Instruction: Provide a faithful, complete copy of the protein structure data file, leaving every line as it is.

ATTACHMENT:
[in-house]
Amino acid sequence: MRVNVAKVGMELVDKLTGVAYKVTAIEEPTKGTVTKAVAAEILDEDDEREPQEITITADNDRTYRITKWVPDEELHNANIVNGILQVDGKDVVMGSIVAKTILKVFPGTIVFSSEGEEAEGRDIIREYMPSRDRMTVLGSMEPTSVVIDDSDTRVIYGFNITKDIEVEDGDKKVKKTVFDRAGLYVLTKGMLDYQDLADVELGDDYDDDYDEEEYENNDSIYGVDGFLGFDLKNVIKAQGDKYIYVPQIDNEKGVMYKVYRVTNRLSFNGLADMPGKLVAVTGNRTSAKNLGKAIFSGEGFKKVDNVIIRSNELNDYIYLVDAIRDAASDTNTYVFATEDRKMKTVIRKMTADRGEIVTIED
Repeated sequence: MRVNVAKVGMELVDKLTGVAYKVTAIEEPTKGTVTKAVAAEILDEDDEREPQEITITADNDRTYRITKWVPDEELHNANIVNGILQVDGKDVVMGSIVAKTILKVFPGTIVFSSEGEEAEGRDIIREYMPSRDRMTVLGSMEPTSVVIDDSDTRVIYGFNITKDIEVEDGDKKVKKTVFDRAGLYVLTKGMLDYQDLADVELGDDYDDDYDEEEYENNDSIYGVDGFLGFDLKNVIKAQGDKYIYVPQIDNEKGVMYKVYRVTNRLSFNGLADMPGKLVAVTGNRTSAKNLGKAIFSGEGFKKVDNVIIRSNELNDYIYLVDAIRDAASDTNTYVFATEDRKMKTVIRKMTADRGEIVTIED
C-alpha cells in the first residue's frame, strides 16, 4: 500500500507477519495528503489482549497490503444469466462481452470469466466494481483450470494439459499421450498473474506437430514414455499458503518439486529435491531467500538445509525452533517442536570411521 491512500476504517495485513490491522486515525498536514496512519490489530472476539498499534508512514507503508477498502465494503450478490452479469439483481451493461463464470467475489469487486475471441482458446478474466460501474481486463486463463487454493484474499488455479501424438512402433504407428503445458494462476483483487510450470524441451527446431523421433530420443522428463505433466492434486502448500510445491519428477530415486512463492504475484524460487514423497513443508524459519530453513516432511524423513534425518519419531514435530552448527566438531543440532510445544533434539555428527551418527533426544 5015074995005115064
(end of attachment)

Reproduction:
[in-house]
Amino acid sequence: MRVNVAKVGMELVDKLTGVAYKVTAIEEPTKGTVTKAVAAEILDEDDEREPQEITITADNDRTYRITKWVPDEELHNANIVNGILQVDGKDVVMGSIVAKTILKVFPGTIVFSSEGEEAEGRDIIREYMPSRDRMTVLGSMEPTSVVIDDSDTRVIYGFNITKDIEVEDGDKKVKKTVFDRAGLYVLTKGMLDYQDLADVELGDDYDDDYDEEEYENNDSIYGVDGFLGFDLKNVIKAQGDKYIYVPQIDNEKGVMYKVYRVTNRLSFNGLADMPGKLVAVTGNRTSAKNLGKAIFSGEGFKKVDNVIIRSNELNDYIYLVDAIRDAASDTNTYVFATEDRKMKTVIRKMTADRGEIVTIED
Repeated sequence: MRVNVAKVGMELVDKLTGVAYKVTAIEEPTKGTVTKAVAAEILDEDDEREPQEITITADNDRTYRITKWVPDEELHNANIVNGILQVDGKDVVMGSIVAKTILKVFPGTIVFSSEGEEAEGRDIIREYMPSRDRMTVLGSMEPTSVVIDDSDTRVIYGFNITKDIEVEDGDKKVKKTVFDRAGLYVLTKGMLDYQDLADVELGDDYDDDYDEEEYENNDSIYGVDGFLGFDLKNVIKAQGDKYIYVPQIDNEKGVMYKVYRVTNRLSFNGLADMPGKLVAVTGNRTSAKNLGKAIFSGEGFKKVDNVIIRSNELNDYIYLVDAIRDAASDTNTYVFATEDRKMKTVIRKMTADRGEIVTIED
C-alpha cells in the first residue's frame, strides 16, 4: 500500500507477519495528503489482549497490503444469466462481452470469466466494481483450470494439459499421450498473474506437430514414455499458503518439486529435491531467500538445509525452533517442536570411521 491512500476504517495485513490491522486515525498536514496512519490489530472476539498499534508512514507503508477498502465494503450478490452479469439483481451493461463464470467475489469487486475471441482458446478474466460501474481486463486463463487454493484474499488455479501424438512402433504407428503445458494462476483483487510450470524441451527446431523421433530420443522428463505433466492434486502448500510445491519428477530415486512463492504475484524460487514423497513443508524459519530453513516432511524423513534425518519419531514435530552448527566438531543440532510445544533434539555428527551418527533426544 5015074995005115064